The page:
Several ancient Roman texts describe the murder of Julius Caesar in 44 BC as the result of a plot by a group of senators to kill the general. Now, 2,056 years later, a team from the National Research Council (CSIC) of Spain  have located the exact spot where Caesar was stabbed to death.

This assassination led to the formation of the Second Triumvirate and had repercussions that would result in civil wars and spell the end of the Roman Republic.

A memorial

A concrete structure three metres wide and more than two metres high had been constructed at the murder spot by the order of Octavian (Augustus), who, as the adoptive son of Caesar, assumed the title of Divi Filius (son of a god) and was soon to be the first Emperor of Rome.

Finding the structure confirms that Caesar was stabbed right at the bottom of the Curia of Pompey while sitting in a chair at a meeting of the Senate. Today the remains of this building are located in the archaeological area of Torre Argentina, in the historic centre of the Italian capital.

“We always knew that Julius Caesar was assassinated in the Curia of Pompey on March 15, 44 BC, because of the classical texts, but so far (we) had not recovered any material evidence of this fact that is so often depicted in painting and film,” explains Antonio Monterroso CSIC researcher, who works at the Institute of History of the Center for Humanities and Social Sciences.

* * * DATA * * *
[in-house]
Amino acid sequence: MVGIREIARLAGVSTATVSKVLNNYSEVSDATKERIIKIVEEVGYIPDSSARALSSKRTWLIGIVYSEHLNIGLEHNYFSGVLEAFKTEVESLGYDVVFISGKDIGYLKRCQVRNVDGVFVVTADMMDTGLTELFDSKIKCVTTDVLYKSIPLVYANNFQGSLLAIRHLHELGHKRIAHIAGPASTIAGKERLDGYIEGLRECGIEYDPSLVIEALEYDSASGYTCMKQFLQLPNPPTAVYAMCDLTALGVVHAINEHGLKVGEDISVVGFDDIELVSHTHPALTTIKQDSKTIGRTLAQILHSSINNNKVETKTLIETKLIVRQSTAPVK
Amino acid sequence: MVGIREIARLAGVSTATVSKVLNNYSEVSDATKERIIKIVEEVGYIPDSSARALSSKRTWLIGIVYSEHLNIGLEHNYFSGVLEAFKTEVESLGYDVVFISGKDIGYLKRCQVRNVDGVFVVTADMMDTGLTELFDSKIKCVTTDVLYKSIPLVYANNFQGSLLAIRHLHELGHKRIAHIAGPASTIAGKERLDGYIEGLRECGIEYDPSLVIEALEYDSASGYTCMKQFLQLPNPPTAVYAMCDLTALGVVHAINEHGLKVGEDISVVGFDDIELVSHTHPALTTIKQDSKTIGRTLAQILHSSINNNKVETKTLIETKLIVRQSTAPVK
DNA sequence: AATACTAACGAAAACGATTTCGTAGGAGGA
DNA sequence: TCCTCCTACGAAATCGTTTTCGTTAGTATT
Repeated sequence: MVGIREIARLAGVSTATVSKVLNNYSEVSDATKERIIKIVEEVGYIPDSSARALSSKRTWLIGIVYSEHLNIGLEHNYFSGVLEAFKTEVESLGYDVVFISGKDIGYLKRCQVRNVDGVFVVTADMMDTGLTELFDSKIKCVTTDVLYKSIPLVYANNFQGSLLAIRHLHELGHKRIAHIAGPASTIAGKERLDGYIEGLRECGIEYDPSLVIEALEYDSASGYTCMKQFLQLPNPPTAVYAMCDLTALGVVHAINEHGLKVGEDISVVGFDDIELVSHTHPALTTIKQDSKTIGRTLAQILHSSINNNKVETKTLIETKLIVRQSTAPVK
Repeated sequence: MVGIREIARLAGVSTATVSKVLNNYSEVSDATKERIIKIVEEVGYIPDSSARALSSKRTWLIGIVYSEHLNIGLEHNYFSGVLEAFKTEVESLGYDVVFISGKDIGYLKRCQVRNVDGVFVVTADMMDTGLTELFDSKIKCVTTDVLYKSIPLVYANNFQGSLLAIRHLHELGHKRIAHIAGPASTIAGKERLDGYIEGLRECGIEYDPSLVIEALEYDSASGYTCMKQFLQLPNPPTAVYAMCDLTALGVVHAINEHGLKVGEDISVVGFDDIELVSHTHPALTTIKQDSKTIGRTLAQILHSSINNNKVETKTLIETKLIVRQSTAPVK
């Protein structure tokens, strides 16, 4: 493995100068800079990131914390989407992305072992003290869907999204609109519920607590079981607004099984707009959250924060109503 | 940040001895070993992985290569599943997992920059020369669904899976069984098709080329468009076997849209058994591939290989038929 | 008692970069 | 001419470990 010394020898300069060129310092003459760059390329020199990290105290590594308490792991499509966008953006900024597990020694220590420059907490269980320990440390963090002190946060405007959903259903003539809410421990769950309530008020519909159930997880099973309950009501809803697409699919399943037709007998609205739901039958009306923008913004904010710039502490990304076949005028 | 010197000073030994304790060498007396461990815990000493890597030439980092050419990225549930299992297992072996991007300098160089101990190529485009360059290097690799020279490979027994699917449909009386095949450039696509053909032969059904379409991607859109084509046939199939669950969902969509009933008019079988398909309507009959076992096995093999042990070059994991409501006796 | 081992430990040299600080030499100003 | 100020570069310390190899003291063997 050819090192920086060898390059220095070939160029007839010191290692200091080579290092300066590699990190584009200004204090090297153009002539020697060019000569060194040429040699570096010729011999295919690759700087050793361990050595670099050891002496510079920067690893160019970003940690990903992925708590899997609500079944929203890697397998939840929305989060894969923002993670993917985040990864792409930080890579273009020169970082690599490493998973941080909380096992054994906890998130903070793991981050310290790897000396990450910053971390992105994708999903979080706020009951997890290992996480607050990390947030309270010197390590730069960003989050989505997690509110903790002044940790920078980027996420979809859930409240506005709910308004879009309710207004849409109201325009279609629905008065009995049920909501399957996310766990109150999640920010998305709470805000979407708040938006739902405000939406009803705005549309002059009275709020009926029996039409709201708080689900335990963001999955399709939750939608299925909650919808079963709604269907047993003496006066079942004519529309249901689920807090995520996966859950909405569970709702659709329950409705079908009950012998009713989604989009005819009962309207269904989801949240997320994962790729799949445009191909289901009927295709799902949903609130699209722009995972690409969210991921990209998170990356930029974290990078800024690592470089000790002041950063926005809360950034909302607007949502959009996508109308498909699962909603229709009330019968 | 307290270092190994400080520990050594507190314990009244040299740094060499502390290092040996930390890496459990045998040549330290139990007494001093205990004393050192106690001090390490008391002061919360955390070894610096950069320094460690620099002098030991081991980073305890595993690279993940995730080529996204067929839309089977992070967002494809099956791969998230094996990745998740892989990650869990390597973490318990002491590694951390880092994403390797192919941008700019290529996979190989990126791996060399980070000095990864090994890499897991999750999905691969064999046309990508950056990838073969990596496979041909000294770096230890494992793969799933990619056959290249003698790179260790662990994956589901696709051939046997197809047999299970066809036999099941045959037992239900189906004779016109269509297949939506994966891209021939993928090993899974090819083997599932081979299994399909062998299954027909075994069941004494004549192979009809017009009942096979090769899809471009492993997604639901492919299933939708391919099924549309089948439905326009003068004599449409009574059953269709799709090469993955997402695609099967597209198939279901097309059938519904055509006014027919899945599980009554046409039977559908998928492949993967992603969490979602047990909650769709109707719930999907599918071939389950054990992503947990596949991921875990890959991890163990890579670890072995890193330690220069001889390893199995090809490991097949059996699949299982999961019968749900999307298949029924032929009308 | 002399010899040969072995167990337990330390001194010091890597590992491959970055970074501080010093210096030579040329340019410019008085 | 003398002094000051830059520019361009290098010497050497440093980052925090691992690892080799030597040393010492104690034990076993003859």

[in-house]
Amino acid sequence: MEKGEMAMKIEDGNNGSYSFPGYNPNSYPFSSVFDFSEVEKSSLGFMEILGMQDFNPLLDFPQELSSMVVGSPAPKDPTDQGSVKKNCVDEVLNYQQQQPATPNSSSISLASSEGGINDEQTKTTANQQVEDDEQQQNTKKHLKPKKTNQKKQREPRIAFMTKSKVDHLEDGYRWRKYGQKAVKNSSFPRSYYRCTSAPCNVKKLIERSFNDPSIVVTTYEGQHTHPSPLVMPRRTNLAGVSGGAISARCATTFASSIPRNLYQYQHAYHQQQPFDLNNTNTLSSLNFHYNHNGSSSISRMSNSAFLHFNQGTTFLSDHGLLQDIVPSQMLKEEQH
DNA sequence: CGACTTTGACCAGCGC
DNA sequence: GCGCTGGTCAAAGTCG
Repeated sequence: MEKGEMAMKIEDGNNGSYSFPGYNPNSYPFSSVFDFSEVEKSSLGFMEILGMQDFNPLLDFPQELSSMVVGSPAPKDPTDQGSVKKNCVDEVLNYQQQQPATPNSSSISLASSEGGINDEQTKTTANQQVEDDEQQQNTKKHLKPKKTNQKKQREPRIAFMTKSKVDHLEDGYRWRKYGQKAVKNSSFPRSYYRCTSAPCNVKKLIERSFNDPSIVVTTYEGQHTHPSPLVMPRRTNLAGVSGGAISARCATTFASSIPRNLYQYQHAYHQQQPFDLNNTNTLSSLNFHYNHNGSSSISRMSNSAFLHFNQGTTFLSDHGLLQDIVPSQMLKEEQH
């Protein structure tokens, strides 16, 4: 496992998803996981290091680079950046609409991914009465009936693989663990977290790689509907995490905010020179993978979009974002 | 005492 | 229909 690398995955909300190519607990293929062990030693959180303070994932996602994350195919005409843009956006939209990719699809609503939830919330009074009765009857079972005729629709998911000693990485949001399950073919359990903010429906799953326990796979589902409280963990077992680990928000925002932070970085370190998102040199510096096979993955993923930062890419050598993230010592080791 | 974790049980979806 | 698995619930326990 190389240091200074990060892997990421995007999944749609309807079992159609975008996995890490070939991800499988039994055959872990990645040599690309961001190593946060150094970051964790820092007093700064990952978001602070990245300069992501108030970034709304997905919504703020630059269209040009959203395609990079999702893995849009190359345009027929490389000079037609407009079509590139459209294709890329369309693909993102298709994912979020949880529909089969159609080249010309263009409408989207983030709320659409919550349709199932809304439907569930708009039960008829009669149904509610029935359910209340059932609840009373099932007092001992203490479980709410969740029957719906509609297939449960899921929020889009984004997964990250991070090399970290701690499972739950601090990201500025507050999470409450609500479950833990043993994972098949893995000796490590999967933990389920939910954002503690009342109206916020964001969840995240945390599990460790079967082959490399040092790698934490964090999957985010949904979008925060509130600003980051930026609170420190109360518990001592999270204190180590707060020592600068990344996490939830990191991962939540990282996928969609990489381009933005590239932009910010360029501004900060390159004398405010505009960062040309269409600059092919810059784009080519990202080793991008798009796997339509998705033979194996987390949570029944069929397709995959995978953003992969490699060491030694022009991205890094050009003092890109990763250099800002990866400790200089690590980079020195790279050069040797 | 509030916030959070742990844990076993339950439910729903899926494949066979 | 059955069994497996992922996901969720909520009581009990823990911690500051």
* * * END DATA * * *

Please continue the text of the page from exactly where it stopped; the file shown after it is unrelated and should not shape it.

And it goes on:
Locating the actual spot

Classical sources refer to the place where Julius Caesar presided, at that fateful session of the Senate. Where he was stabbed was an enclosed rectangular structure that was later walled up and filled with concrete.

Researchers have begun to study the remains of the Portico of the Hundred Columns (Hecatostylon), the Torre Argentina, in addition to the Curia of Pompey. The aim is to identify links between archaeology and art history that connect to the death of Julius Caesar. Monterroso says: “We also aim to better understand that sense of physical closure of the murder scene described in classical texts”.

The buildings are part of the monumental complex of about 54,000 square metres that Pompey the Great built in the capital to commemorate his military successes in the East around the year 55 BC.